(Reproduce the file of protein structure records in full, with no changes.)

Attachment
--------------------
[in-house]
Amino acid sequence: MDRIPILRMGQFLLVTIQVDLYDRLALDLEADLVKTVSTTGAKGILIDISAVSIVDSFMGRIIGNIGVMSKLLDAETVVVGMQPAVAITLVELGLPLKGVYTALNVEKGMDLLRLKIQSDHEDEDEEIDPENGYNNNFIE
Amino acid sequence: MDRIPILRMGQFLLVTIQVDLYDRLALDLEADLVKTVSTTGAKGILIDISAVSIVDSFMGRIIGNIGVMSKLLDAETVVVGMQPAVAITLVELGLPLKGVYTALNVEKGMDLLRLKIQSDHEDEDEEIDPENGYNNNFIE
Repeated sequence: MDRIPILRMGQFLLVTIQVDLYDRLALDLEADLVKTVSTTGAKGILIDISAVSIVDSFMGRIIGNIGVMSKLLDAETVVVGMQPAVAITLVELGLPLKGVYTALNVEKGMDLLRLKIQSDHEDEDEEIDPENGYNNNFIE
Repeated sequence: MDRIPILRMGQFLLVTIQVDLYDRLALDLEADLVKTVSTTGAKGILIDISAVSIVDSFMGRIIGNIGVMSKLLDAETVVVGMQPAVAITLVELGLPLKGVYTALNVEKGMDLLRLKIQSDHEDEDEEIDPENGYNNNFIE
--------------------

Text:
[in-house]
Amino acid sequence: MDRIPILRMGQFLLVTIQVDLYDRLALDLEADLVKTVSTTGAKGILIDISAVSIVDSFMGRIIGNIGVMSKLLDAETVVVGMQPAVAITLVELGLPLKGVYTALNVEKGMDLLRLKIQSDHEDEDEEIDPENGYNNNFIE
Amino acid sequence: MDRIPILRMGQFLLVTIQVDLYDRLALDLEADLVKTVSTTGAKGILIDISAVSIVDSFMGRIIGNIGVMSKLLDAETVVVGMQPAVAITLVELGLPLKGVYTALNVEKGMDLLRLKIQSDHEDEDEEIDPENGYNNNFIE
Repeated sequence: MDRIPILRMGQFLLVTIQVDLYDRLALDLEADLVKTVSTTGAKGILIDISAVSIVDSFMGRIIGNIGVMSKLLDAETVVVGMQPAVAITLVELGLPLKGVYTALNVEKGMDLLRLKIQSDHEDEDEEIDPENGYNNNFIE
Repeated sequence: MDRIPILRMGQFLLVTIQVDLYDRLALDLEADLVKTVSTTGAKGILIDISAVSIVDSFMGRIIGNIGVMSKLLDAETVVVGMQPAVAITLVELGLPLKGVYTALNVEKGMDLLRLKIQSDHEDEDEEIDPENGYNNNFIE